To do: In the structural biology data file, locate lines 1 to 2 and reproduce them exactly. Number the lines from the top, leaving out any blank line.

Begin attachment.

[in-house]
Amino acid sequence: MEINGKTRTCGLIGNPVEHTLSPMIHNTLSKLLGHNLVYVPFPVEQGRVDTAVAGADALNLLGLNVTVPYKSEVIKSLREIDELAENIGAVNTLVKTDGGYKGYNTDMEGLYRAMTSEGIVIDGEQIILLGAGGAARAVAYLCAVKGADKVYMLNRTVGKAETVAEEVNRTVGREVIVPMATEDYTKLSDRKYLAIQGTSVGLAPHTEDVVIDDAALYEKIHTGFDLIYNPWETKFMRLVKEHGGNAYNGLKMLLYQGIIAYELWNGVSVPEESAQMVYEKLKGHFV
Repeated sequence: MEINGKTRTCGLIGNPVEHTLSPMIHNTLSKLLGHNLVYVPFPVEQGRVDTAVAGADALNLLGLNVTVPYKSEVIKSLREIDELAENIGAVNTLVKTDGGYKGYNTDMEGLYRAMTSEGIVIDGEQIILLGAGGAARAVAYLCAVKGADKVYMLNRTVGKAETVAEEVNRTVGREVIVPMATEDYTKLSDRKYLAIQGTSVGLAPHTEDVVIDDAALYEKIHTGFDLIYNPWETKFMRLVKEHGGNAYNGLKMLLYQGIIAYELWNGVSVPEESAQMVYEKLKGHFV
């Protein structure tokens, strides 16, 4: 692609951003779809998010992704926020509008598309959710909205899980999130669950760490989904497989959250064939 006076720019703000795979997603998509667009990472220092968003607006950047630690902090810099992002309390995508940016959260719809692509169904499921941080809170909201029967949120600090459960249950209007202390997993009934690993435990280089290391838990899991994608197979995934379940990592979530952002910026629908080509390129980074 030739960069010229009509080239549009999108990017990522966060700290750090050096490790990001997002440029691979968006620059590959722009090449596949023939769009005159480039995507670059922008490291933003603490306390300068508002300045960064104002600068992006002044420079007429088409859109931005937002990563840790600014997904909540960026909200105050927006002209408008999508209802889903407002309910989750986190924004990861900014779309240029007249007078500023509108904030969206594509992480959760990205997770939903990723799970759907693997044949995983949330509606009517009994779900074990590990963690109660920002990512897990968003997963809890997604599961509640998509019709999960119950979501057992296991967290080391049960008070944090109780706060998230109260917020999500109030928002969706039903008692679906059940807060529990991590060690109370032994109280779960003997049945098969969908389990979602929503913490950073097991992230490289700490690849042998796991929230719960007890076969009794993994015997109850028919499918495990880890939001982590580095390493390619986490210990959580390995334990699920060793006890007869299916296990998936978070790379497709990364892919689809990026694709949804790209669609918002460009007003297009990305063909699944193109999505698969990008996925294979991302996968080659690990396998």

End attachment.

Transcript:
[in-house]
Amino acid sequence: MEINGKTRTCGLIGNPVEHTLSPMIHNTLSKLLGHNLVYVPFPVEQGRVDTAVAGADALNLLGLNVTVPYKSEVIKSLREIDELAENIGAVNTLVKTDGGYKGYNTDMEGLYRAMTSEGIVIDGEQIILLGAGGAARAVAYLCAVKGADKVYMLNRTVGKAETVAEEVNRTVGREVIVPMATEDYTKLSDRKYLAIQGTSVGLAPHTEDVVIDDAALYEKIHTGFDLIYNPWETKFMRLVKEHGGNAYNGLKMLLYQGIIAYELWNGVSVPEESAQMVYEKLKGHFV